In the first season of Netflix’s culinary documentary series Chef’s Table, David Gelb and Co. fixed their lens on Francis Mallmann, Argentina’s most famous cook. Mallman is a self-described romantic and one of the most prominent chefs in Latin America. He resides in a small cabin on a remote island in Patagonia, Argentina, where he focuses on cooking with open fire. Mallman owns restaurants in Argentina, Uruguay, Miami, Chile, and France.
What was Mallmann’s journey through the culinary world like?
Mallman was born in Buenos Aires and moved to Patagonia with his family at the age of 13. There, he became obsessed with music after hearing the Monkees for the first time, and he dropped out of school. He started his first restaurant when he was 19 before moving to France, where he worked in the kitchens of multiple three-Michelin-star restaurants.
Mallmann returned to Argentina and cooked the cuisine of France, until a visiting French diner criticized his food, explaining it wasn’t “really” French. The chef came to the realization that he was trying to copy what he had learned instead of cooking his own food. He looked to his native Argentina and first began cooking with fire at Los Negros, a restaurant he opened in the small town of Garzón, Uruguay. Los Negros became so popular, it sparked a revitalization of the town, but eventually, Mallman felt his soul was no longer in the restaurant, so he closed it.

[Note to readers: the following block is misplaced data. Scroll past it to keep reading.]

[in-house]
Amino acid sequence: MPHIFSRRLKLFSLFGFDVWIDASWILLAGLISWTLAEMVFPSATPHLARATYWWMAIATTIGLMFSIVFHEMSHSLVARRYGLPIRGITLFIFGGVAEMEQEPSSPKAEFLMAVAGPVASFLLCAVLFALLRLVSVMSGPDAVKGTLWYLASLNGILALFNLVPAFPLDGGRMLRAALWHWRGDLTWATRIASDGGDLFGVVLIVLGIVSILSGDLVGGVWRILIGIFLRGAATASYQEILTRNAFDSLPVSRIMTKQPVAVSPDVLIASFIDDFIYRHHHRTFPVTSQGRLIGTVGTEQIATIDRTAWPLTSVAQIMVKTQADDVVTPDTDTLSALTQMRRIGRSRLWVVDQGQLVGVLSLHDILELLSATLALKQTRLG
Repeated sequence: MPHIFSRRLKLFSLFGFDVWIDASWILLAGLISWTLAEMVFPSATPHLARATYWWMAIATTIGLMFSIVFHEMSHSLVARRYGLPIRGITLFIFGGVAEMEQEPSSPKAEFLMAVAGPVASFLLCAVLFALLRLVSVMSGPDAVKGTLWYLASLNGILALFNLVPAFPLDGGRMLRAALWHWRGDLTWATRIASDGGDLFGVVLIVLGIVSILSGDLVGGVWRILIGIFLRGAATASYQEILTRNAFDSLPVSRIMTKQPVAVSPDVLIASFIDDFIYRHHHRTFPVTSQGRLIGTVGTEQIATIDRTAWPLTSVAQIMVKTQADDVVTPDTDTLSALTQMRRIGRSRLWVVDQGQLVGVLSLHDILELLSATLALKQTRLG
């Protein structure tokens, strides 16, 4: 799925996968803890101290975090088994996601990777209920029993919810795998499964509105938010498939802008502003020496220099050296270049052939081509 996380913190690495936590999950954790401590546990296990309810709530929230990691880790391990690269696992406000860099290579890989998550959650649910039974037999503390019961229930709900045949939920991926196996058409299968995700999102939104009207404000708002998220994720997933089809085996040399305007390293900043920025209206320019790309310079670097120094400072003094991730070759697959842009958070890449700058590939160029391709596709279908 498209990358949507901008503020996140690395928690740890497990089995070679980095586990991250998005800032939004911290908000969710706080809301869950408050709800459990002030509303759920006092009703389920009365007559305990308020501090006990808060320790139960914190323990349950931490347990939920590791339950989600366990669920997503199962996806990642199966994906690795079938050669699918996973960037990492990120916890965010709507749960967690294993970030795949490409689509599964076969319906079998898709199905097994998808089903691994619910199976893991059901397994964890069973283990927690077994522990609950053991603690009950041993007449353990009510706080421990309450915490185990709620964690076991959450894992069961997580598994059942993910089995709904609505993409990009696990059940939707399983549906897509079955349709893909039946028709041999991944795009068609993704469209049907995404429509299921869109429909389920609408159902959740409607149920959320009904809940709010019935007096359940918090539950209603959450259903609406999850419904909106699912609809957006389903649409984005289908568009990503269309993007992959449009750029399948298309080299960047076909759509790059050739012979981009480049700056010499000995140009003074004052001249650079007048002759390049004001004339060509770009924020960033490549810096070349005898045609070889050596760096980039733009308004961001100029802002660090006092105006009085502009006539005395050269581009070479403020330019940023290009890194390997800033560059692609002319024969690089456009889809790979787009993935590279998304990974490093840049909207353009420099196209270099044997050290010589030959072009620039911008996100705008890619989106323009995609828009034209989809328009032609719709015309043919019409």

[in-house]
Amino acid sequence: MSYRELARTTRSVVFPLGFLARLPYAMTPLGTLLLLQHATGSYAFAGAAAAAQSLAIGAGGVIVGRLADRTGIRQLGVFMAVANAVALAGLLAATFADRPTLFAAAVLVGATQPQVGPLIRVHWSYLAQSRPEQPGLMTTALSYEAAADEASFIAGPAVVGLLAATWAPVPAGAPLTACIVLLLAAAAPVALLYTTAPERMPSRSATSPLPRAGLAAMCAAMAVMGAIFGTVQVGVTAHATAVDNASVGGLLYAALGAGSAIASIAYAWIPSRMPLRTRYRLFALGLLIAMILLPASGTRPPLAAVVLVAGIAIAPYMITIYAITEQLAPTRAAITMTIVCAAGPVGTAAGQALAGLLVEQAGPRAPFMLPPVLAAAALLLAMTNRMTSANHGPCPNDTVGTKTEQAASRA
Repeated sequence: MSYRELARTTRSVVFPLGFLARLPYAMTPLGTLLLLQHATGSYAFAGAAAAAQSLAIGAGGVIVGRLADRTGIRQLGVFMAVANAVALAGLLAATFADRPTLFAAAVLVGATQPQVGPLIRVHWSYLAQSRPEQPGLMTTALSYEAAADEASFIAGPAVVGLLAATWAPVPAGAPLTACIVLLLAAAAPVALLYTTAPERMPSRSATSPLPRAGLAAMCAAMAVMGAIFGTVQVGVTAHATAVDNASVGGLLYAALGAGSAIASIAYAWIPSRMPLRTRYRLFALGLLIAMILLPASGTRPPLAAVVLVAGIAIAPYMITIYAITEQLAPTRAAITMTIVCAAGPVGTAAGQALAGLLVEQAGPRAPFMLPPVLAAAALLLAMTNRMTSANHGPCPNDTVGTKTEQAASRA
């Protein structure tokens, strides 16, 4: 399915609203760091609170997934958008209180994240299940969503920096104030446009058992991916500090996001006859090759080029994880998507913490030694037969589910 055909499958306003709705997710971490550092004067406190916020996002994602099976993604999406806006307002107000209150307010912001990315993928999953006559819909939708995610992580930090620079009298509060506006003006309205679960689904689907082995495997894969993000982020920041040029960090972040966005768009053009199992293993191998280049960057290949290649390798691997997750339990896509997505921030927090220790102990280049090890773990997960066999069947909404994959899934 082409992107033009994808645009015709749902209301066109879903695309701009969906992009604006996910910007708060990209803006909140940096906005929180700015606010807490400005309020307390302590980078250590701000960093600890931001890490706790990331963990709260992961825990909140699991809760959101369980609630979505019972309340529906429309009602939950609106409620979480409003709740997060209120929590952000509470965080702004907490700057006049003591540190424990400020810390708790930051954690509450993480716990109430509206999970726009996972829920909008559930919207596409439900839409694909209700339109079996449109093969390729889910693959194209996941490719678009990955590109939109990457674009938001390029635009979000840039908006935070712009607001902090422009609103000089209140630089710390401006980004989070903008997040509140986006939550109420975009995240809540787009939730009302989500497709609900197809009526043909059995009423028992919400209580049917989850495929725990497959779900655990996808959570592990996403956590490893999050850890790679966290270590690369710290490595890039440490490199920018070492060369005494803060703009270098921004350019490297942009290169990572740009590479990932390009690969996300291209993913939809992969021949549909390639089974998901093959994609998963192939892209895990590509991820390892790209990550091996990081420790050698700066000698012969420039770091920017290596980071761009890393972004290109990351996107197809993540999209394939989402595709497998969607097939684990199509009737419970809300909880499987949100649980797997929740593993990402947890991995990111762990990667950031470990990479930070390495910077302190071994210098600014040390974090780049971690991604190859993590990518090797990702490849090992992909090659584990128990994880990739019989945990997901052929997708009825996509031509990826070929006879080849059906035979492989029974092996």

These days, Mallman lives minimally in Patagonia and is married to chef Vanina Chimeno, mother of the youngest of his six children — but the two do not live together.
What is his “aha” moment?
Mallmann’s entire worldview is based on the idea of freedom — being free to do what he wants, to live as he pleases, without compromise. Mallmann says he became enamored with this idea as an eight-year-old, when he visited a man who drove a beautiful car, with a different woman riding in the passenger seat each day, and with naked women sunbathing in his backyard.
What are some notable (and also ridiculous) quotes from Mallmann?
- On his cooking philosophy: “I am a cook that uses cooking to send this message of a way of living. I’m always cooking in remote places, in the wild, with fires. So my message is: Get out of your chair or your sofa or your office, and go out.”
- On his decision to close Los Negros: “I can’t keep a restaurant because my children are in love with it... I have to go on with my life. I have to go on living and growing and doing what I have to do, which is not a very easy life to be adapted to as kids. I’m a bit selfish, because I think it takes a toll on them.”
- On why he likes cooking with fire: “When you cook with fires, when you build a fire, it is a bit like making love. It could be huge, strong. Or it could go very slowly in ashes and little coals. And that’s the biggest beauty of fire: It goes from zero to 10 in strength. And in between zero and 10, you have all these little peaks and different ways of cooking with it, and it’s very tender and very fragile.”
- On how being uncertain improves a person: “My life has been a path at the edge of uncertainty. Today I think we educate kids to be settled in the comfortable chair. You have to have your job, you have your little car, you have a place to sleep, and the dreams are dead. You don’t grow on a secure path. All of us should conquer something in life, and it needs a lot of work, and it needs a lot of risk. In order to grow and to improve, you have to be there a bit at the edge of uncertainty.”